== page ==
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The declaration of co-ownership generally contains the terms and conditions concerning the conduct of the meeting of co-owners by defining rules of procedure and the role of the meeting officers. Key figures of the assembly of co-owners, they ensure the smooth running of it. Their appointment is therefore necessary for the holding of any meeting of co-owners. These are generally elected at the start of the meeting, in a separate vote taken by an absolute majority of the votes of the co-owners present or represented (50% of the votes plus one). This is an obligation that cannot be waived, because any decisions taken before their election has no legal value.
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  Co-owners must make decisions that are essential for the life of their co-ownership, which cannot be adopted by the board of directors without their consent. To this end, the meeting of co-owners brings together the co-owners or their representatives, at least once a year. In this context, the taking of these decisions is subject to a strict framework. Meetings of co-owners make decisions by taking a vote. Any proposal submitted for adoption must be voted on to become a resolution. Without being exhaustive, two voting procedures are set out in article 351 of the Civil Code of Quebec: a show of hands or, upon request, a  secret ballot. The choice is predicated upon competing objectives of simplicity or confidentiality in the decision making process.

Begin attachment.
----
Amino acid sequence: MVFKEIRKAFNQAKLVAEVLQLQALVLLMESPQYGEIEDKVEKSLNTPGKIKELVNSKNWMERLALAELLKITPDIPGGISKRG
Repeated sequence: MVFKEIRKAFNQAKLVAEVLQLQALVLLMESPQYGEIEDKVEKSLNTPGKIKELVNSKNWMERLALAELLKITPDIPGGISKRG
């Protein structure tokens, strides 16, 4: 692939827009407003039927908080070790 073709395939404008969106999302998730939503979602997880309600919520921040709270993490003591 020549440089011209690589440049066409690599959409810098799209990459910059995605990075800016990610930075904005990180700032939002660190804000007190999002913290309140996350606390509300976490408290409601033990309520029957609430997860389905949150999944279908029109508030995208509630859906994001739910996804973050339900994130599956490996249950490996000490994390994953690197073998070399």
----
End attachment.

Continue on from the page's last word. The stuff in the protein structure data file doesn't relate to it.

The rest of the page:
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  Calling a meeting of co-owners to order requires the prior preparation of an attendance sheet. It allows calculating quorum, establishing material evidence confirming the presence of co-owners or their representative (proxy), and controlling the legality of the vote.